Dear Phil…

I’m not sure if you can hear it from wherever you are right now, but your departure has made a lot of noise back here amongst those of us you left behind. The outpouring of emotion from your fans and admirers has been loud…and for good reason. Those of us who loved what you did felt like we were still in the early throes of what you would give us, not almost at the end. I don’t know whether this collective effusion would have surprised and humbled you, or whether you would have eaten it up with aplomb. I suspect the former.

I believe you would have been overwhelmed for the same reason I believe so many of us loved you; because you were one of us.

You were the man on the screen surrounded by glitzy, glamorous people. When you stood next to Brad Pitt, Mark Wahlberg, Jennifer Lawrence, or Gwenyth Paltrow, you looked less like one of them and more like one of us. When we saw that, we clung to you and loved you all the more for it. There you stood – shirt untucked, face unshaven – holding your own against these god and goddesses. Not only would you hold your own, but so often you would put them in their place. Whether it was being the calm voice of reason, or shooting from the hip, you demanded their attention…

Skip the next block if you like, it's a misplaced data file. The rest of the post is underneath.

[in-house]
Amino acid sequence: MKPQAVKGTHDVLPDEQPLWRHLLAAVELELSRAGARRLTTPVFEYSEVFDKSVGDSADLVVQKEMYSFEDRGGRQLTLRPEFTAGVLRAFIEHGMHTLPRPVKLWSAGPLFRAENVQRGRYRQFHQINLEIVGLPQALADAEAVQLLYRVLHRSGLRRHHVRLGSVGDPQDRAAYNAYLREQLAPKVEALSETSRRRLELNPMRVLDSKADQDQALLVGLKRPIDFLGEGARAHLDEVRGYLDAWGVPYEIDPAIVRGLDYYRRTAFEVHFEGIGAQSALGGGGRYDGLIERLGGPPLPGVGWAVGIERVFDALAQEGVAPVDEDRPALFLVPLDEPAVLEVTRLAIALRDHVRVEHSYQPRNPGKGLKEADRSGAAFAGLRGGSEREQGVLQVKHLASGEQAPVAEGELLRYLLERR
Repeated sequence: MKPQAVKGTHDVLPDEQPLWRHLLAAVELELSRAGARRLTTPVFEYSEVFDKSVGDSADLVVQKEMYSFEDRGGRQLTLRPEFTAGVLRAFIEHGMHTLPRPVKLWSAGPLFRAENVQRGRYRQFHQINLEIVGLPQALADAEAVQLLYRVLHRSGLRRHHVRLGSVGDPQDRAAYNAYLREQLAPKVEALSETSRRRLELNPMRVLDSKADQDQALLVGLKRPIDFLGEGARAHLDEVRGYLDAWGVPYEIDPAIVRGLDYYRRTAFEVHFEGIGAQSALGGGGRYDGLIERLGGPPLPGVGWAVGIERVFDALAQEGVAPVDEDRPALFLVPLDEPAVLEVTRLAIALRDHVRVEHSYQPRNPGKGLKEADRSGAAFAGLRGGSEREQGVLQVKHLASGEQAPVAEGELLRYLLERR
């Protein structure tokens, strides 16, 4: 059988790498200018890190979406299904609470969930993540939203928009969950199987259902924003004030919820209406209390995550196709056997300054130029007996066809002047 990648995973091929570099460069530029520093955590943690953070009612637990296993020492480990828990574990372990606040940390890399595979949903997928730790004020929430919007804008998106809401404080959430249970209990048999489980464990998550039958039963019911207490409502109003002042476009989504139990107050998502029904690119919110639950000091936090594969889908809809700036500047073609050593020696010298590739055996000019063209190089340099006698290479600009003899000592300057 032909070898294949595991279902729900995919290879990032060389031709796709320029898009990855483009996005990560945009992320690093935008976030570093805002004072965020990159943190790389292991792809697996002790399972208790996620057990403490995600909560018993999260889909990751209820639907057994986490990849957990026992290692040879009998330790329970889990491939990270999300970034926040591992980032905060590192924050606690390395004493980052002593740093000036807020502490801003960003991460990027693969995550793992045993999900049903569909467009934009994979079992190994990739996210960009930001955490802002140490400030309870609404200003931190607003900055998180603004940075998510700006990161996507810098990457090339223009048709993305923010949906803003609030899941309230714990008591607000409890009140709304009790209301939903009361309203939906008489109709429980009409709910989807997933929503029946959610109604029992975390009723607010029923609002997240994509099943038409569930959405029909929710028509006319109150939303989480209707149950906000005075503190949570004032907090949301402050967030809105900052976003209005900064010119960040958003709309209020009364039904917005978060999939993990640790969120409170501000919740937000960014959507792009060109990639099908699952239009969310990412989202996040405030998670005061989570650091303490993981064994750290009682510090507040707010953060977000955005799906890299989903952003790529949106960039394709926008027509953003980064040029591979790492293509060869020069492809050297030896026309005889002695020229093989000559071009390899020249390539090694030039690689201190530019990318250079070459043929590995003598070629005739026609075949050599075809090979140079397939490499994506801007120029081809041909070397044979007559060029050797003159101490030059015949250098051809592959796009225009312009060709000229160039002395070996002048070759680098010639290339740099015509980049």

…and in so doing, you got ours.

We knew you. You were the man who sat across from us on the subway. You were the man in the corner table at the diner. You were the friendly face at the office, and the pleasant person at church. You were our big brother, our dear friend, our father and our son. You spoke with the sort of intelligence that forces one to listen, in a tone that echoes long after you’ve stopped speaking. You said things we wished we could say in a voice we wished we could find.

When you commanded a room like you did in THE MASTER, it made us believe that somewhere inside of us was the capacity to do so as well. You enraptured us in a way that would make us follow you into the battle, and also in a way that made us know it would all be okay if we failed. While mesmerizing, your demeanour was genuine, making it all the more evocative of the sorts of people we’d met.

Those aren’t the sorts of people we get to see on the big screen…and yet, there you were.

While this sophistication enraptured us, it was the bravery to embrace your inner misfit that truly endeared us to you. We loved that version of you because we saw so many of our greatest flaws in it. We saw our awkwardness, our shyness, our ugliness, and our nervousness. We saw ourselves at our weakest; the way we feel when we’re being our own worst critics. You became our champion because you made us feel less alone in these moments, and helped us to see that things are seldom as bad as we think they are.

But now you’re gone. We have lost you, and in that lost a little piece of ourselves in the movies that we watch. While we will always have Lancaster Dodd, Truman Capote, Lester Bangs, Phil Parma, Freddie Miles, John Savage, Caden Cotard, and countless others…it was you that we loved, you that we needed, and you that we will miss. In a selfish sense, we have lost a piece of ourselves and find ourselves rudderless.

But in a greater sense, we have lost a beacon of who we are and what we can be, and find ourselves deeply saddened.


We will miss you dearly, and hope you are well…wherever you are.